The prophet Isaiah spoke of this mystery [Isaiah 8 & 9] when he said “those who walk in darkness will see a great light.”  This wasn’t just any darkness… Isaiah described distress, gloom, anguish, even thick darkness.  Some would say that Isaiah could have been speaking to us,  just now!  Homelessness, sickness, death, poverty, war, political upheaval… Aren’t we living in darkness? Hasn’t darkness been pervasive?  Haven’t these things been true throughout history?

Richard Rohr, a contemplative Franciscan priest, writes this:  “The darkness of the world will never totally go away.  I’ve lived long enough and offered spiritual direction enough to know that darkness isn’t going to disappear, but that, as John’s Gospel says, “the light shines on inside of the darkness, and the darkness will not overcome it” (1:5).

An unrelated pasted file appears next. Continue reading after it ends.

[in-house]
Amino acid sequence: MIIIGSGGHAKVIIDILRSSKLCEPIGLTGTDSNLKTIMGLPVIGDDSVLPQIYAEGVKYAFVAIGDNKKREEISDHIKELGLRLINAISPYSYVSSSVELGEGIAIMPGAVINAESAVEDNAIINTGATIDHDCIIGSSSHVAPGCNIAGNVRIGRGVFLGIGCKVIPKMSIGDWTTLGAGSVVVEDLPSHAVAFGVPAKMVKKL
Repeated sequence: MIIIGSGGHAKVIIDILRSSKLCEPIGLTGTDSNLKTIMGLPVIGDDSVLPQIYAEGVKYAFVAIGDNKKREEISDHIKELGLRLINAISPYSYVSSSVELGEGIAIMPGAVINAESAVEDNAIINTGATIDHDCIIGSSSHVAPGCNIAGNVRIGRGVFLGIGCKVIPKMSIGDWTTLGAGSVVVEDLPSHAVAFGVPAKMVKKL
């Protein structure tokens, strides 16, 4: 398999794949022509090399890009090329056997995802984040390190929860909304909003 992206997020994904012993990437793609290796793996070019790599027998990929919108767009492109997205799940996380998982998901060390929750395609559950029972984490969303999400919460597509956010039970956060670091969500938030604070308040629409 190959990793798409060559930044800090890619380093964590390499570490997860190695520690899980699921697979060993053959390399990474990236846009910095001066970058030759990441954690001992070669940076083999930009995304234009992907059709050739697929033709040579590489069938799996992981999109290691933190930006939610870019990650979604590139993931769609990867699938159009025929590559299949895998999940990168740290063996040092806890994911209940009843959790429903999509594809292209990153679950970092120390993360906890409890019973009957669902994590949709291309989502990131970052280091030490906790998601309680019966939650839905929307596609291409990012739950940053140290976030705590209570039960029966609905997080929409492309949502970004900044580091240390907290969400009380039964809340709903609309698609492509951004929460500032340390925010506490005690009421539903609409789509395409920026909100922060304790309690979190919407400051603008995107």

What is this ‘great light’ that Isaiah foretold that shines on those like us who walk in darkness, those that live in a land of deep darkness?  Where the yoke, the bar, the rod, the trampling boot will be broken and burned?  What is this light that John spoke of that shines on inside of the darkness – that will not be overcome by darkness?

Listen to God’s Spirit speak through Isaiah and John… “In the beginning was the Word, and the Word was with God, and the Word was God.  He was in the beginning with God…”  “The Word became Flesh and lived among us, and we have seen his glory.”  “For a child has been born for us, a son given to us; authority rests upon his shoulders.” “Wonderful Counselor, Mighty God, Everlasting Father, Prince of Peace.” “And they shall call his name Emmanuel, which means, “God is with us.”  “All things came into being through him and without him not one thing came into being.  What has come into being in him was life, and the life was the Light of all people.”